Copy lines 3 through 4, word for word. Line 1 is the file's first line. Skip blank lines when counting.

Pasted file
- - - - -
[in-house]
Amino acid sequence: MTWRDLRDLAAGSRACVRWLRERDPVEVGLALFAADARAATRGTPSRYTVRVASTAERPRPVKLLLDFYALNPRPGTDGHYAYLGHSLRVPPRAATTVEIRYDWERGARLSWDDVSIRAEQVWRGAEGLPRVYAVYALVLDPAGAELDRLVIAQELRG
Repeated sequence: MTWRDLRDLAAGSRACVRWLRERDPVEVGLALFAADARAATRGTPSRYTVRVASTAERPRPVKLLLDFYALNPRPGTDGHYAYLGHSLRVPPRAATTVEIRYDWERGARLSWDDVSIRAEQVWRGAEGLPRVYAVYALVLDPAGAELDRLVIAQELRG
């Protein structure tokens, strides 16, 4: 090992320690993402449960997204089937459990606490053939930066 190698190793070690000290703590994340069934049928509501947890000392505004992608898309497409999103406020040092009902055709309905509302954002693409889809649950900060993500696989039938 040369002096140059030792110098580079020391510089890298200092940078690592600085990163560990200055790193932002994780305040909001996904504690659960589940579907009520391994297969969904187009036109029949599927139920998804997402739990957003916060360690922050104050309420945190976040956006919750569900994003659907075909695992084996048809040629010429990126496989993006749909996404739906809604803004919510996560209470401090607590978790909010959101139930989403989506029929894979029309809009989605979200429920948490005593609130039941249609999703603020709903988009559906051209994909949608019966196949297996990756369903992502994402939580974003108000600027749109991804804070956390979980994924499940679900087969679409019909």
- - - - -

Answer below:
Repeated sequence: MTWRDLRDLAAGSRACVRWLRERDPVEVGLALFAADARAATRGTPSRYTVRVASTAERPRPVKLLLDFYALNPRPGTDGHYAYLGHSLRVPPRAATTVEIRYDWERGARLSWDDVSIRAEQVWRGAEGLPRVYAVYALVLDPAGAELDRLVIAQELRG
């Protein structure tokens, strides 16, 4: 090992320690993402449960997204089937459990606490053939930066 190698190793070690000290703590994340069934049928509501947890000392505004992608898309497409999103406020040092009902055709309905509302954002693409889809649950900060993500696989039938 040369002096140059030792110098580079020391510089890298200092940078690592600085990163560990200055790193932002994780305040909001996904504690659960589940579907009520391994297969969904187009036109029949599927139920998804997402739990957003916060360690922050104050309420945190976040956006919750569900994003659907075909695992084996048809040629010429990126496989993006749909996404739906809604803004919510996560209470401090607590978790909010959101139930989403989506029929894979029309809009989605979200429920948490005593609130039941249609999703603020709903988009559906051209994909949608019966196949297996990756369903992502994402939580974003108000600027749109991804804070956390979980994924499940679900087969679409019909």